What you find at the Antiquarian Book Fair: A Gone with the Wind poster, autographed by Clark Gable and Vivien Leigh, price at $1200. A 1966 Detroit Tigers program for $45. A woman’s diary from the 1890s, in spidery, hard-to-read writing, for $6.50.
For book and nostalgia lovers, the yearly fair in the Michigan Union, held last Sunday, yields the charm of the unexpected. Forty dealers from eight states were on hand; some specialize ( books about wars, first editions of popular writers); more are generalists, their old books mingled here and there with nostalgia nuggets like the uncut 1950 paper dolls, and vintage postcards (tour boats circling the Statue of Liberty, carrying women wearing hats and gloves). There are also collections of political (usually left-wing) material, like 1930s union literature. Last year, I would have loved to have bought a yellowing report on the League of Nations, autographed by early twentieth century reformer Jane Addams—but the $250 asking price made me shy.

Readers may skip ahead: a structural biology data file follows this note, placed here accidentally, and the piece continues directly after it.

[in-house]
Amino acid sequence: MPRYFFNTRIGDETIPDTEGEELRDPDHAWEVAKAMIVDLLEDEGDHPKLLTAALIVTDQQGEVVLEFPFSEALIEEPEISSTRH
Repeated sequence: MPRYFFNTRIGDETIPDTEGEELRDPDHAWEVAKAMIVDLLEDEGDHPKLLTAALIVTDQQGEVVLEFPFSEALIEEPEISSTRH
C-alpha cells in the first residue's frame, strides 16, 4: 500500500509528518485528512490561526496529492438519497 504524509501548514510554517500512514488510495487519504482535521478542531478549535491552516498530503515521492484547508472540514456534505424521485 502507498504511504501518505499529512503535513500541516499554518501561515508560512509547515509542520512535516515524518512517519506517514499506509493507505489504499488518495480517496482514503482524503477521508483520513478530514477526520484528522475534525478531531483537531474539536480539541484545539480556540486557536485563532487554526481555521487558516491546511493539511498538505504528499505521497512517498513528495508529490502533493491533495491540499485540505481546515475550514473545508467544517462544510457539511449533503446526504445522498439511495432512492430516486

Anything in the room could probably be bought on Ebay—but the healthy turnout offers reassurance that people still enjoy browsing outside a computer screen, that they like the sensation of running their hands over paper, the banter with sellers, the hum of the marketplace. There’s also an element of poignancy if you go, as I do, year after year. The prices of some of the books popular with the Greatest Generation (my parents) and Boomers (my own) are dropping. The fifty-year-old Oz books that I covet, with their marvelous illustrated covers, now are selling for $50 or $75 rather than $150. That’s partly because of Internet competition, but it’s also because we, the lovers of those books, are disappearing. Nostalgia is only nostalgia if someone is alive to remember when something quaint was once something new.